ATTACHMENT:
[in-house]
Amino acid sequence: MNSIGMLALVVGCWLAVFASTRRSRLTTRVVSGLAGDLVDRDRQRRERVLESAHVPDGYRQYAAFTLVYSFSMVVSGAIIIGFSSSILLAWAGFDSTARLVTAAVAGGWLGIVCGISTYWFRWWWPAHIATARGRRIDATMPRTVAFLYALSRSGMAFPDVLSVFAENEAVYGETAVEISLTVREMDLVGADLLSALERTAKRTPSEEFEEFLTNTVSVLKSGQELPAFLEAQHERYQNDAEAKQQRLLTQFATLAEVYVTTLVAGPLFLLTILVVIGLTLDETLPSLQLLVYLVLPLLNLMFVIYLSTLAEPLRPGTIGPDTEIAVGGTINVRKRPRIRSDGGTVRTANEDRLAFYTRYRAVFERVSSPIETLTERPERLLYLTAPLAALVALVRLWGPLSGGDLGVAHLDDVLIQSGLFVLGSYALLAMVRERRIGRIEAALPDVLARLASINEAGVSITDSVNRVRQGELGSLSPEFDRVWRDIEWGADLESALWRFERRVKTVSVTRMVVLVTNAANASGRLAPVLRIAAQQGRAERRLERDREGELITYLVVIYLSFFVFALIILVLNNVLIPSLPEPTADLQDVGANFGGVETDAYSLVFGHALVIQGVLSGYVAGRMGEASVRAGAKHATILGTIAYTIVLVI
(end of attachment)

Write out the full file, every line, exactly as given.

[in-house]
Amino acid sequence: MNSIGMLALVVGCWLAVFASTRRSRLTTRVVSGLAGDLVDRDRQRRERVLESAHVPDGYRQYAAFTLVYSFSMVVSGAIIIGFSSSILLAWAGFDSTARLVTAAVAGGWLGIVCGISTYWFRWWWPAHIATARGRRIDATMPRTVAFLYALSRSGMAFPDVLSVFAENEAVYGETAVEISLTVREMDLVGADLLSALERTAKRTPSEEFEEFLTNTVSVLKSGQELPAFLEAQHERYQNDAEAKQQRLLTQFATLAEVYVTTLVAGPLFLLTILVVIGLTLDETLPSLQLLVYLVLPLLNLMFVIYLSTLAEPLRPGTIGPDTEIAVGGTINVRKRPRIRSDGGTVRTANEDRLAFYTRYRAVFERVSSPIETLTERPERLLYLTAPLAALVALVRLWGPLSGGDLGVAHLDDVLIQSGLFVLGSYALLAMVRERRIGRIEAALPDVLARLASINEAGVSITDSVNRVRQGELGSLSPEFDRVWRDIEWGADLESALWRFERRVKTVSVTRMVVLVTNAANASGRLAPVLRIAAQQGRAERRLERDREGELITYLVVIYLSFFVFALIILVLNNVLIPSLPEPTADLQDVGANFGGVETDAYSLVFGHALVIQGVLSGYVAGRMGEASVRAGAKHATILGTIAYTIVLVI